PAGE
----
Cannabis Regulatory Update: New York, Delaware, Kentucky, Missouri

New York Lawmakers Unanimously Approve Rule To Give Advantage To Those With Cannabis Convictions To Open Weed Shops First 

As previously announced, New York lawmakers voted Thursday for a set of rules that will prioritize people with prior cannabis convictions to get the first round of adult-use cannabis retail licenses—ahead of existing medical cannabis businesses. 

The policy is part of a concerted effort to assure that early business owners in New York's projected billion-dollar marijuana industry will be members of communities that have been affected by the nation’s decades-long war on drugs.

Gov. Kathy Hochul’s (D) administration noted that the new rule is a part of the “Seeding Opportunity Initiative.”

Delaware House Passes On Adult-Use Marijuana Measure 

The Delaware House of Representatives passed on the legislation (HB 305) to regulate the recreational cannabis market in the state on Thursday, reported NORML. Even though a majority of regulators supported the measure, it didn’t manage to acquire a 3/5 supermajority to reach the Senate.

The legislation, authored by Rep. Ed Osienski, would have allowed those 21 years and older to own up to one ounce of marijuana and would have created a framework for its retail production and sale.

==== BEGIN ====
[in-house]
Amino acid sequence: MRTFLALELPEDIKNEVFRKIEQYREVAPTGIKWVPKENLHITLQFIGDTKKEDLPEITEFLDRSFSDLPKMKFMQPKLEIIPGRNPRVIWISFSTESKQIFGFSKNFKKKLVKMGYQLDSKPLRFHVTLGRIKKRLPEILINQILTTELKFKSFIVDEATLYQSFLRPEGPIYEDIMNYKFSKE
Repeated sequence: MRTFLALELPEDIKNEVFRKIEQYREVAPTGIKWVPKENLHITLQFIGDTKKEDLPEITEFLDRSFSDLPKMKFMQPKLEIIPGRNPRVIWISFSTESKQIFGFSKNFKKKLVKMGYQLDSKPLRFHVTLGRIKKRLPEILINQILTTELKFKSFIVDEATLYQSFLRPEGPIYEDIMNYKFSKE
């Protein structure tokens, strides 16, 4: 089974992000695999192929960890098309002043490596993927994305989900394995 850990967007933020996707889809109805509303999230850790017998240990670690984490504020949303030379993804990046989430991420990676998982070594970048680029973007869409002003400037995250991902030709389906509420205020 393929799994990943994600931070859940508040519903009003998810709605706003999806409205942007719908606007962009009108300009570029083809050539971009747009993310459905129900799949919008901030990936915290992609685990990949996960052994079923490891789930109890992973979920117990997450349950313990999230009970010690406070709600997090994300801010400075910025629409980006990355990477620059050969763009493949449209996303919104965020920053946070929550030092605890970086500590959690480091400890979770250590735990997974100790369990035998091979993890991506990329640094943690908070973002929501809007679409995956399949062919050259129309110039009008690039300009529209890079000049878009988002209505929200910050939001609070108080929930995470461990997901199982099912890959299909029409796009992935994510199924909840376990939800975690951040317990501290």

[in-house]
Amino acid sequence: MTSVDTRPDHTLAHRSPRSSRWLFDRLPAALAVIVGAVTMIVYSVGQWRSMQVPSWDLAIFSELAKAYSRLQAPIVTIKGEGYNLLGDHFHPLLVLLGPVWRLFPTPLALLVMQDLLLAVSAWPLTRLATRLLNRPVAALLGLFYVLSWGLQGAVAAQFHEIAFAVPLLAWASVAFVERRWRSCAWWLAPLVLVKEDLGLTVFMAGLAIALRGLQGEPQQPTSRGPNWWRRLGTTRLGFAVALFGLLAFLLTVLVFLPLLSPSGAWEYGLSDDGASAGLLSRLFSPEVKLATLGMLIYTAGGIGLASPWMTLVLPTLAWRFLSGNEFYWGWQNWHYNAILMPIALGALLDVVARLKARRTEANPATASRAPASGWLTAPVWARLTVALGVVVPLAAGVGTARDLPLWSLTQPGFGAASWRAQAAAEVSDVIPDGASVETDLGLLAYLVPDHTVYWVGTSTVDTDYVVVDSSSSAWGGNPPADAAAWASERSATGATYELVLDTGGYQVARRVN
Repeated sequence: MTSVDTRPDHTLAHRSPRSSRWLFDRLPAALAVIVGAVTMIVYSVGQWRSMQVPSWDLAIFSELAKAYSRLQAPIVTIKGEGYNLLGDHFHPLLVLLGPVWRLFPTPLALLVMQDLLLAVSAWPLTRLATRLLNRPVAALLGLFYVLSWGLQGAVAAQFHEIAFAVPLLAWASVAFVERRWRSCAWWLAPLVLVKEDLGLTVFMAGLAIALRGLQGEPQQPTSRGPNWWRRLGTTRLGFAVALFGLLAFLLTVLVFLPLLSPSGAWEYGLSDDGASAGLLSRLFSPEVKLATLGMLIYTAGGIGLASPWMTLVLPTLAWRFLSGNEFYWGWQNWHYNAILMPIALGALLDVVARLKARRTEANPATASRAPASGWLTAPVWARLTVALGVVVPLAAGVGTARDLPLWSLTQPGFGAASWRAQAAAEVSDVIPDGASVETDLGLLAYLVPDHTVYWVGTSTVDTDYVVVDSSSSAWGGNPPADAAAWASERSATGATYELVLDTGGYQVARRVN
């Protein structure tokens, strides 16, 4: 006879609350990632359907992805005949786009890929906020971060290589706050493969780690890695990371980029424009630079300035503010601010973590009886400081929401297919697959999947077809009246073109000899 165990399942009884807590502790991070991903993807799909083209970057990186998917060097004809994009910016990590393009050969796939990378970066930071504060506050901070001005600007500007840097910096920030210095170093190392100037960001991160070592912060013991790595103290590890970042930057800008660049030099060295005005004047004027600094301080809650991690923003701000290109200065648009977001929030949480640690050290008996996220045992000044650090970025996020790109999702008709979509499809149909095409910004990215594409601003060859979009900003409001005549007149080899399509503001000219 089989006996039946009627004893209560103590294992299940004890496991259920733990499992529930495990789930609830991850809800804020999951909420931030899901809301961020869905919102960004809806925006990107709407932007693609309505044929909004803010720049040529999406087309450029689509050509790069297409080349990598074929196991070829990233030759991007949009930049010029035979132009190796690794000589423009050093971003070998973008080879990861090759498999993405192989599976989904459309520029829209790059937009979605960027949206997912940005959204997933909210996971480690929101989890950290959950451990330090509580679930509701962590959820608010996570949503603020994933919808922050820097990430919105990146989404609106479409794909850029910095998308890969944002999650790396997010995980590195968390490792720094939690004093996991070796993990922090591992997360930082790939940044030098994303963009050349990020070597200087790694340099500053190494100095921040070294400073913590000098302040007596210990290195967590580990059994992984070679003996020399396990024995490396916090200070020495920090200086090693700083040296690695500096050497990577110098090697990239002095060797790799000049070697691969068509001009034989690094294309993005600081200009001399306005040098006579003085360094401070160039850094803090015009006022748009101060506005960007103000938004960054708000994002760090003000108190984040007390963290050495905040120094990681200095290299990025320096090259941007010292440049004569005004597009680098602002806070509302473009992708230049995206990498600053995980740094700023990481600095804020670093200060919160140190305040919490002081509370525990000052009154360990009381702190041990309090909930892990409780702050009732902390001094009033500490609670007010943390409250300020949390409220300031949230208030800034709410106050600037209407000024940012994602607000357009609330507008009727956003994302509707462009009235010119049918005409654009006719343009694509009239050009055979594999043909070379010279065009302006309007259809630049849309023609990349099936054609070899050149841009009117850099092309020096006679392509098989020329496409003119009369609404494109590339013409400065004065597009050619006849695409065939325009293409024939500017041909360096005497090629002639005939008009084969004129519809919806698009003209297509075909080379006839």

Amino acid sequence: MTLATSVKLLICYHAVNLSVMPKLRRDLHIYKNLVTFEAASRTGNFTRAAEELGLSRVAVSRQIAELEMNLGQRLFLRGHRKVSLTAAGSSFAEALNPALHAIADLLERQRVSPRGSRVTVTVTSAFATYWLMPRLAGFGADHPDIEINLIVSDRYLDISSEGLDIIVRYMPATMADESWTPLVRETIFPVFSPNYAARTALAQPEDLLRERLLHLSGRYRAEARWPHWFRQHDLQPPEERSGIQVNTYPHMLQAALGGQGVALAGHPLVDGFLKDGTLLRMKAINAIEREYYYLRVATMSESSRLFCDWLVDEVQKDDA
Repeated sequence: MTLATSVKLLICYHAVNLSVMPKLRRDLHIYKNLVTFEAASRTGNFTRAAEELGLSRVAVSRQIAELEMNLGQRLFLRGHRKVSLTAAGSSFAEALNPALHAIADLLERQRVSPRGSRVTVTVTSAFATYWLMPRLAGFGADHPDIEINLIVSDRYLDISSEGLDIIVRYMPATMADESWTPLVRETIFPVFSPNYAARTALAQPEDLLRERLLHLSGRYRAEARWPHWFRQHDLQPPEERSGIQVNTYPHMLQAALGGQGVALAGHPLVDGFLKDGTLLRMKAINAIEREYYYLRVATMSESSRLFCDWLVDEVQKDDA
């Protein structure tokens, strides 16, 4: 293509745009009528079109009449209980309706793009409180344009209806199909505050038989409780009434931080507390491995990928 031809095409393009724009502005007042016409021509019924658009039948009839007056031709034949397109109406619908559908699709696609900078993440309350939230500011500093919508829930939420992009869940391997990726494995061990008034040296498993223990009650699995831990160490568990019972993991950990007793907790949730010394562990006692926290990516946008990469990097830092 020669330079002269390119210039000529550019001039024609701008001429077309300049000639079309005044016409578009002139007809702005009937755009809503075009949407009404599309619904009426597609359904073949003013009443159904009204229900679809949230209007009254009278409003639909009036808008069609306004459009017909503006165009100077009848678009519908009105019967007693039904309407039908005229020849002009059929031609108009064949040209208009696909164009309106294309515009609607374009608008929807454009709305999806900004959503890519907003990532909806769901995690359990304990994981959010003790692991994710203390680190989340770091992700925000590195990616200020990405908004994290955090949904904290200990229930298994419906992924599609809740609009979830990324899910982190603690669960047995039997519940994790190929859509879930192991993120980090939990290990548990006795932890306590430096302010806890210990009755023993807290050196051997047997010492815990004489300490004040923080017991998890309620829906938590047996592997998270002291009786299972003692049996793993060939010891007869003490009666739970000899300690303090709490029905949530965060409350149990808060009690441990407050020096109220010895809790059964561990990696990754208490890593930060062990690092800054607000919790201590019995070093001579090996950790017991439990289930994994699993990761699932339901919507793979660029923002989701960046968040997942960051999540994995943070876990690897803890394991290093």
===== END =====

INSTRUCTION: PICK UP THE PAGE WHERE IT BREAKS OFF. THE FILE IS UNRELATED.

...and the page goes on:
Delaware NORML’s executive director, Laura Sharer, said: “I am outraged that the House of Representatives voted against the interests of a common sense, citizen-led movement supported by 61 percent of Delawareans. Our coalition has been working on this measure for nearly a decade, and there’s been majority support for this legislation the entire time.”

Kentucky House Judiciary Committee Approves Medical Marijuana Bill 

A bill to legalize medical cannabis use was approved by the Kentucky House Judiciary Committee on Thursday, reported U.S. News. A similar version of the bill didn’t pass the Senate in 2020.

The measure, sponsored by Rep. Jason Nemes (R), cleared the House in a 15-1 vote, obtaining powerful bipartisan support.

I think the debate is over with respect to whether or not medical cannabis helps people,” Nemes said at Thursday’s hearing. “I don’t think there’s anybody—even the staunchest opponents—that says that it doesn’t help some people. I think that debate is in the past.”

“This bill is no joke,” he added. “This is a law enforcement-heavy, this is a medication-heavy bill. This is not a wink-wink nod-nod to get to recreational. I don’t want to slouch toward recreational.”

Regulators Of St. Louis County, MO Approve Measure To Ban Cannabis Testing For Most Workers 

Lawmakers in St. Louis County in Missouri approved Tuesday legislation to ban pre-employment and random drug testing for marijuana for most workersrevealed Marijuana Moment.

The legislation, sponsored by Councilmember Lisa Clancy (D), stated: “No person currently employed by St. Louis County or applying for employment by St. Louis County shall be required to undergo pre-employment or random drug testing for the presence of marijuana metabolites (THC) as a condition or part of employment.”

The measure mentions expectations, of course, such as people who are required to undergo drug testing under certain state or federal laws, like those who work in safety for example. 

In addition, as Missouri moves on slowly to legalize marijuana, minorities in the state are worried about being excluded.

 

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Posted In: cannabis regulatory updateDelaware CannabisJason NemesKathy HochulKentucky cannabsiLaura SharerLisa ClancyMarijuana MomentMissouri CannabisNew York CannabisNORMLU.S. NewsCannabisNewsPoliticsMarketsGeneral